Consumer Deposits: Churn Behavior Past The Point Of No Return
Over the last three months, consumer behavior has gone from stagnant to at or above levels observed in 2019 at the peak of the last rising-rate environment. This is a substantially faster shift than was observed in either of the last two rising-rate cycles. Indeed, data from Curinos’ Comparative Deposit Analytics (CDA) reveal these significant shifts:
- Churn to higher rates increased from an annualized 5% of the average bank’s portfolio in March to more than 16% of the average bank’s portfolio in September
- Switch from savings to CDs has increased from negligible to an annualized rate of 4% of total portfolio as of September (See Figure 1.)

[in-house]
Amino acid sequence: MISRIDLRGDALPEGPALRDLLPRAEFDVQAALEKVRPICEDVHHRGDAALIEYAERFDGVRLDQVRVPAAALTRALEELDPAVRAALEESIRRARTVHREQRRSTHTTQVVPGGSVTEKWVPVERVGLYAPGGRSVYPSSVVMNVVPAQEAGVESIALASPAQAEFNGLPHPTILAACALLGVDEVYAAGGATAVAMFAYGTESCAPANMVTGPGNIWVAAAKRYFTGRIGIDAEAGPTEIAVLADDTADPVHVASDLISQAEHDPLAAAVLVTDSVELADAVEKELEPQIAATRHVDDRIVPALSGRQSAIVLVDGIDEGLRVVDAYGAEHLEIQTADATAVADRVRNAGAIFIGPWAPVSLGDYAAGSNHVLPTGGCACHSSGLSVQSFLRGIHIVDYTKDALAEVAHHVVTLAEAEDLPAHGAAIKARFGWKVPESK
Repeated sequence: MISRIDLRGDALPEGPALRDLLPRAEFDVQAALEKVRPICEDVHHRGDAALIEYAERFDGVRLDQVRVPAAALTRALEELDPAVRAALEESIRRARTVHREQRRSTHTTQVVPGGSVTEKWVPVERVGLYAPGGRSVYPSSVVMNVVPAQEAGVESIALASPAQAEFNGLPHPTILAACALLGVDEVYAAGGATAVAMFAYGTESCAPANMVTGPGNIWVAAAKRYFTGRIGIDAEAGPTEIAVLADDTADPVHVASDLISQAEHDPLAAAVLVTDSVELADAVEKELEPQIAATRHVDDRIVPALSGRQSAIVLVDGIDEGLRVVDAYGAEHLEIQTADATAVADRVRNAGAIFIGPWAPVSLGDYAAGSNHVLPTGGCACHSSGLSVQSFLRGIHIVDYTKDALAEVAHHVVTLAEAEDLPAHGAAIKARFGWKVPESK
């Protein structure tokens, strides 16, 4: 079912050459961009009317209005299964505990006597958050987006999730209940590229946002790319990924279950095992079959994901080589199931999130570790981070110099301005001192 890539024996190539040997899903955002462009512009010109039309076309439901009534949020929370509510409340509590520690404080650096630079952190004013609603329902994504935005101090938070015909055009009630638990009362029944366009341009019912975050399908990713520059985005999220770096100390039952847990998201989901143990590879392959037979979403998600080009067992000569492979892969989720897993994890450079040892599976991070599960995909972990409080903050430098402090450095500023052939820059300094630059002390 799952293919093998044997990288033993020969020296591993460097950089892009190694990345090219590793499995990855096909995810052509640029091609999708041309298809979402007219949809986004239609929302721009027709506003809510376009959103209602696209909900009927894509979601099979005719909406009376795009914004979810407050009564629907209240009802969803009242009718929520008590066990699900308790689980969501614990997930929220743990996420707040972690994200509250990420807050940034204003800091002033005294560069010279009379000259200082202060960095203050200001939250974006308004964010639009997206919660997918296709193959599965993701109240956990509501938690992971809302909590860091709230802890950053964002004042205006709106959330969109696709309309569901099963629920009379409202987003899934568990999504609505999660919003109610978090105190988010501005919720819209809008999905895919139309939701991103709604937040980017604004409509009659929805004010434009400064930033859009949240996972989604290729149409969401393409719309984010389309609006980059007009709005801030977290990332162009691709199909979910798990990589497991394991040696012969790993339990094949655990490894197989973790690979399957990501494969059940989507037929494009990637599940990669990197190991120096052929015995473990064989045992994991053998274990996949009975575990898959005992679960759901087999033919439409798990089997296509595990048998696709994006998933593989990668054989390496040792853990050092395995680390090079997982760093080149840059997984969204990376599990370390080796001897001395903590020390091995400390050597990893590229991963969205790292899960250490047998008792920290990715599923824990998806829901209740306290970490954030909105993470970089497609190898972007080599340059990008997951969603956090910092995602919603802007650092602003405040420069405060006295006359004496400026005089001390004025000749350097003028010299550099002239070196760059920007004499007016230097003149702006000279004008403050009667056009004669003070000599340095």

- Account and customer attrition — representing closed accounts and relationships — had been steady through July but increased markedly in August and September. This suggests some customers aren’t just reducing balances — they are leaving banks entirely
- Online banks recovered from lower-than-historical growth rates in 2021 and through the first quarter of 2022 to reach double-digit growth pace in the third quarter
The shifts in customer behavior have led an increasing number of banks to use rate to retain balances and relationships, with 28% of banks offering a top savings/MMDA rate above 0.50% in September compared with only 9% of banks in May. The rate increases are affecting savings portfolio rates as well, increasing by 10 bp over the last month.
On top of the rate-driven shifts, inflation and spending continue to impact consumer balances, particularly in lower tiers. Low-tier checking runoff — atypical for a rising-rate environment — has continued alongside savings remixing into checking. These effects have pulled overall consumer deposit growth lower — with even the fastest growing quartile of CDA participants seeing consumer deposit runoff since the April peak.